At the trial the following was established: On May 17, 1963, at 12:30 a.m., Grace Baldwin was asleep in her bedroom, lying on top of the bed with her clothes on. She heard the crash of a window breaking. As she jumped up defendant grabbed her and put his hands around her throat. He dragged her from the bedroom into the hallway, pulled her capris off, and started beating her, saying, "I'm going to finish you this time." He struck her many times with his fist, knocked out her bridgework and four teeth, and broke her cheek bone. Several police officers and a tenant in the apartment house saw Grace shortly after the incident with her face swollen and bloody. She was in the hospital six days and under medical care for six months.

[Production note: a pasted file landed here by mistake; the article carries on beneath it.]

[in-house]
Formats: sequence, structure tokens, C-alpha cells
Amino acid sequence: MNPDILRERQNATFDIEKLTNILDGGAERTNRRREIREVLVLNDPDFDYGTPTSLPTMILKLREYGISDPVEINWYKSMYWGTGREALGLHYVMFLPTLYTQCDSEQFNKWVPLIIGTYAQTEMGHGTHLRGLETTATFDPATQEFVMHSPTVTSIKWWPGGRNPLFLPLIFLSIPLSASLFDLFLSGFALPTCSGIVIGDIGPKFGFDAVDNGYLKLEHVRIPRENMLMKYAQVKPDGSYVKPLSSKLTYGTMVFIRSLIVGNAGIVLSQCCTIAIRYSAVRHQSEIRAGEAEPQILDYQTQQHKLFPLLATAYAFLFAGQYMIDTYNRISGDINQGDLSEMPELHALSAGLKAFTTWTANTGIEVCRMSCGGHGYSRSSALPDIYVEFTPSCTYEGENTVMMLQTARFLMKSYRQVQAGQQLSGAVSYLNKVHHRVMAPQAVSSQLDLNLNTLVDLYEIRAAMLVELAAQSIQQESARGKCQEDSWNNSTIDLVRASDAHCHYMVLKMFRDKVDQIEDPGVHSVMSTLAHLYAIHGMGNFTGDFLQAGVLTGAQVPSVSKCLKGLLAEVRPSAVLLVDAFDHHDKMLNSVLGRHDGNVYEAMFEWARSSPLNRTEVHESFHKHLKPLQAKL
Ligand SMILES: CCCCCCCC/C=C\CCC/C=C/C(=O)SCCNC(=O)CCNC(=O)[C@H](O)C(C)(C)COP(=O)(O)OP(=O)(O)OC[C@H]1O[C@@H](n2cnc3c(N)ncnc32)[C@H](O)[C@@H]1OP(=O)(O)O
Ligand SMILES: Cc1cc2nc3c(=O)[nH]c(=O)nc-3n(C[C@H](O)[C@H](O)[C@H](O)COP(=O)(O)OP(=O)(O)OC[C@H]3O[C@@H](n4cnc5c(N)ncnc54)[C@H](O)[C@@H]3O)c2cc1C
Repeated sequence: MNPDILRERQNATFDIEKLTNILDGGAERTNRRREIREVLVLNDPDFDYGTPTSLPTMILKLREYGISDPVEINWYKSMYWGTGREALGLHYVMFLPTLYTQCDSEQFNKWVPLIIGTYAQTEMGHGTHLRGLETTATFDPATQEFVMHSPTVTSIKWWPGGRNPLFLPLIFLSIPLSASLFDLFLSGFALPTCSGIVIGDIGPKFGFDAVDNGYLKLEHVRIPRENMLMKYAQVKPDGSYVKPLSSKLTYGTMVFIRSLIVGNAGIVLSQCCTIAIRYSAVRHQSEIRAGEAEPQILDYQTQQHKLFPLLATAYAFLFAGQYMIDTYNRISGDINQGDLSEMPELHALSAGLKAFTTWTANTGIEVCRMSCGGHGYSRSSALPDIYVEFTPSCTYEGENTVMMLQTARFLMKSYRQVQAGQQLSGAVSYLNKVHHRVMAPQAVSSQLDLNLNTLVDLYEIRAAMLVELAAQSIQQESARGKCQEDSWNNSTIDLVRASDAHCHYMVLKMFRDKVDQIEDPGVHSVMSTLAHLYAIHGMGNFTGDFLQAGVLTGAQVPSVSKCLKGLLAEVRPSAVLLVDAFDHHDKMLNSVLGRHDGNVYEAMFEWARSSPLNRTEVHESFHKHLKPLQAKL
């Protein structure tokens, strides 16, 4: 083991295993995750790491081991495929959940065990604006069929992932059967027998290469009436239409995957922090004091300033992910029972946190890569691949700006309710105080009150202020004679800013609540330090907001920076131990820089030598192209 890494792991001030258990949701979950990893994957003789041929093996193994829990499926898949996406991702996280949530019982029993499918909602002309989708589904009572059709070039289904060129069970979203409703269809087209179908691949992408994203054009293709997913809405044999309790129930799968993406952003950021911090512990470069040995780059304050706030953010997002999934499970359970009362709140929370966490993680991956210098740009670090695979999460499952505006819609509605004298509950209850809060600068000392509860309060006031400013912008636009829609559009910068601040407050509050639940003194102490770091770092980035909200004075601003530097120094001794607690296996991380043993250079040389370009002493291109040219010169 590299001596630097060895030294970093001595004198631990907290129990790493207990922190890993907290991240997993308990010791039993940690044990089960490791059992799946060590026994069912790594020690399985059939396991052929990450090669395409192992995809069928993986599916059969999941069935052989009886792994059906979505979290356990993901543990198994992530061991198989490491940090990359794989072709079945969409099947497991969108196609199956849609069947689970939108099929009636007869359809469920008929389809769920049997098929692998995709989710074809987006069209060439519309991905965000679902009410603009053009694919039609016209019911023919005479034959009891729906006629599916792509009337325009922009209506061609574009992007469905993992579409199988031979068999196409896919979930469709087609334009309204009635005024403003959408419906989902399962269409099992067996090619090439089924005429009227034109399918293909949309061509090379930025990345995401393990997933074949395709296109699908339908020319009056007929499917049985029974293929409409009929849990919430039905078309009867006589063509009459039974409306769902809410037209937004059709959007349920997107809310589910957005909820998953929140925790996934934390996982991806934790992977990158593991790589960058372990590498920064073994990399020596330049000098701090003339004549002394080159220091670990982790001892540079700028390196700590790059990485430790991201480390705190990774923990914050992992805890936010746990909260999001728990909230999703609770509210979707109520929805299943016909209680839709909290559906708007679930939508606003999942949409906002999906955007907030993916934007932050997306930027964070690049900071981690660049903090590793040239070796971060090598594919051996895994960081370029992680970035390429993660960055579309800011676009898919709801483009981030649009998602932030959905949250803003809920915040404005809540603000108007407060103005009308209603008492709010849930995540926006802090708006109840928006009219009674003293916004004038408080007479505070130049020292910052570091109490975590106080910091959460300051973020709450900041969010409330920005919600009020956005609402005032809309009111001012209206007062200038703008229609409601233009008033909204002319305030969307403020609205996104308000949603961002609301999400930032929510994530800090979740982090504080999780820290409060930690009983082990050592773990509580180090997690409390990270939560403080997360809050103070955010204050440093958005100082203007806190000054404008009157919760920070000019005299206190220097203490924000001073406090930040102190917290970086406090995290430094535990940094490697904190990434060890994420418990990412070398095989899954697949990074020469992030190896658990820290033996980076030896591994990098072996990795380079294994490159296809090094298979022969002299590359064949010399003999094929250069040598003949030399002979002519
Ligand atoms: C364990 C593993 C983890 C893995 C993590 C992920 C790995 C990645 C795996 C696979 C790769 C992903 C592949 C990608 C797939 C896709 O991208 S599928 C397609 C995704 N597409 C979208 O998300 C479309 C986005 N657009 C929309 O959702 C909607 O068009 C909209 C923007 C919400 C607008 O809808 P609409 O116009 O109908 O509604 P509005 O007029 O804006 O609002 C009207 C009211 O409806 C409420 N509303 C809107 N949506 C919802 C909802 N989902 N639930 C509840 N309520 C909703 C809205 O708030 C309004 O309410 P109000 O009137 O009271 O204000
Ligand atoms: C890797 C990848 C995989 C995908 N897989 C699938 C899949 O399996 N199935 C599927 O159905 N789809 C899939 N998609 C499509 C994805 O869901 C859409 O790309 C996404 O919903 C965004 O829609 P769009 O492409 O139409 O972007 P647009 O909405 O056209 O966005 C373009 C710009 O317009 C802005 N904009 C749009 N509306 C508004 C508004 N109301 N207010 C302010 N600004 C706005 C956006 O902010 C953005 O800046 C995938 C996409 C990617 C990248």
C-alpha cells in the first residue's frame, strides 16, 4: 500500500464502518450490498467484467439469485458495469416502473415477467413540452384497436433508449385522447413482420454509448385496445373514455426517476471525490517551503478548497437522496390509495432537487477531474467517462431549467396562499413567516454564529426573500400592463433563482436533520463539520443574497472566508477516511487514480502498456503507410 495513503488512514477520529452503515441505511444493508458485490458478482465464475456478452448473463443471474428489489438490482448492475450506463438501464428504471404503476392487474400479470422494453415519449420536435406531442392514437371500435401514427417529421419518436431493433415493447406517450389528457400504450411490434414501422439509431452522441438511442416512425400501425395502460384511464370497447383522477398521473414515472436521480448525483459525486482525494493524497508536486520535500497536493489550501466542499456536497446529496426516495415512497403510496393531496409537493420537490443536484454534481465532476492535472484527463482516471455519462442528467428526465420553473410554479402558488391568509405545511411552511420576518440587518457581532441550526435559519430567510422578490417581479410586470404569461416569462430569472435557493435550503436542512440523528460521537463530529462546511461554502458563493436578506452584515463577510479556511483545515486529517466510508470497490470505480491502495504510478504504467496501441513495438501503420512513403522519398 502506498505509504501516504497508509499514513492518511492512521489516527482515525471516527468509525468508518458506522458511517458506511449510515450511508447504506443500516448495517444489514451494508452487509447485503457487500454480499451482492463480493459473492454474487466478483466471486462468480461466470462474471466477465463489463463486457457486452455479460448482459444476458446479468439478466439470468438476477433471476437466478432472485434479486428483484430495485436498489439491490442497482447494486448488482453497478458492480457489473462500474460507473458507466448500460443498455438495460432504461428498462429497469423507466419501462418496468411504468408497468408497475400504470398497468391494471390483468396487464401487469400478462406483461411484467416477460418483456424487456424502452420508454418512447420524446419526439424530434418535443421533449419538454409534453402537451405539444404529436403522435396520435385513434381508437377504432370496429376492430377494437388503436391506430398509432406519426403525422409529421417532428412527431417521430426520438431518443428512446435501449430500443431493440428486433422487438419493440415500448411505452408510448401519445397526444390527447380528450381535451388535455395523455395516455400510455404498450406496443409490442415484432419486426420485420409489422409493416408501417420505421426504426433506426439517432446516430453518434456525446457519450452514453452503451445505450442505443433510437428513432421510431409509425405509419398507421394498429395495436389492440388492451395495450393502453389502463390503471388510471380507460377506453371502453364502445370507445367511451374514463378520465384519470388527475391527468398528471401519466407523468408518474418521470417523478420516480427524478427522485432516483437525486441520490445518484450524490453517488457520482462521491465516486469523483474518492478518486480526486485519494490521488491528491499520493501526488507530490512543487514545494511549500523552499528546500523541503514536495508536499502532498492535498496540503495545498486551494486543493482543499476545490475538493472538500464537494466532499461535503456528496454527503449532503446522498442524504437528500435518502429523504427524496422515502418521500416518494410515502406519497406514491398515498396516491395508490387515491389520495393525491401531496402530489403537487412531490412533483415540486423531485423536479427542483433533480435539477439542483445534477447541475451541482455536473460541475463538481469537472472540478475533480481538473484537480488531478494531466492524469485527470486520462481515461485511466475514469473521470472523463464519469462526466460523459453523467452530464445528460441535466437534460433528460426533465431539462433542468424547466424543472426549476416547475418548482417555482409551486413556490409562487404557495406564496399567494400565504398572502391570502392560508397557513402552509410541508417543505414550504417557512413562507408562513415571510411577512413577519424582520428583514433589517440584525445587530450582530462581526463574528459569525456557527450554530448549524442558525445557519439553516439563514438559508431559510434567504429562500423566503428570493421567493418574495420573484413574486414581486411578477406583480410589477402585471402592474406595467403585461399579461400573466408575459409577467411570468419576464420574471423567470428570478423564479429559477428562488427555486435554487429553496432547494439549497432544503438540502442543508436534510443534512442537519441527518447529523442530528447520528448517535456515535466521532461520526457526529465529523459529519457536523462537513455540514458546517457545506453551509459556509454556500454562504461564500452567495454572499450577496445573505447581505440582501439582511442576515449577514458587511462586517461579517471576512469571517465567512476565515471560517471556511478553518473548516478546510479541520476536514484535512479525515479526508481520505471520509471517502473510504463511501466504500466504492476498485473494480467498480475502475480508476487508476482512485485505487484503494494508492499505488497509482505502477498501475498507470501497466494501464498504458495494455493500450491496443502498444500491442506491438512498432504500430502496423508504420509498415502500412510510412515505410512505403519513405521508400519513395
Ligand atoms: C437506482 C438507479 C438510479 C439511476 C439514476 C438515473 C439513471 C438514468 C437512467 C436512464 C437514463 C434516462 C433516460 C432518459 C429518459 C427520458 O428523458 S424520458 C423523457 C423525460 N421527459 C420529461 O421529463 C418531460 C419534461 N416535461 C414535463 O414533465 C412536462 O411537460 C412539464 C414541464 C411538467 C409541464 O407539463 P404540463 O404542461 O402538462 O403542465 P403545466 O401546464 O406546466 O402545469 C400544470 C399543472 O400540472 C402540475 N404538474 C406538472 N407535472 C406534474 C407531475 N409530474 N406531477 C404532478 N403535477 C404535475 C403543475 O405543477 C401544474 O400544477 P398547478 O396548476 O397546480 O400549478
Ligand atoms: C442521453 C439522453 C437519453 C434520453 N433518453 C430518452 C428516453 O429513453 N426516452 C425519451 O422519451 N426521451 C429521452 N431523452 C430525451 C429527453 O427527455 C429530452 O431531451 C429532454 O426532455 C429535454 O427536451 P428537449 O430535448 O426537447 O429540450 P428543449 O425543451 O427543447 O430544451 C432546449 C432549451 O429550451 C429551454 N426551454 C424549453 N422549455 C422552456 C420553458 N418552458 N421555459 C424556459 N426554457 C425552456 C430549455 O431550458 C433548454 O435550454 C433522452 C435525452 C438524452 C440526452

Proof of defendant's guilt of forcible assault was overwhelming. Defendant's acquittal on the rape charge showed that the jury was able to differentiate between the two charges. No miscarriage of justice occurred. (Cal. Const., art. VI, § 4 1/2.)

No Violation of Right to Counsel and Right to Remain Silent

[8] Defendant contends the court erred in admitting in evidence a conversation he had with the police several days after the assault.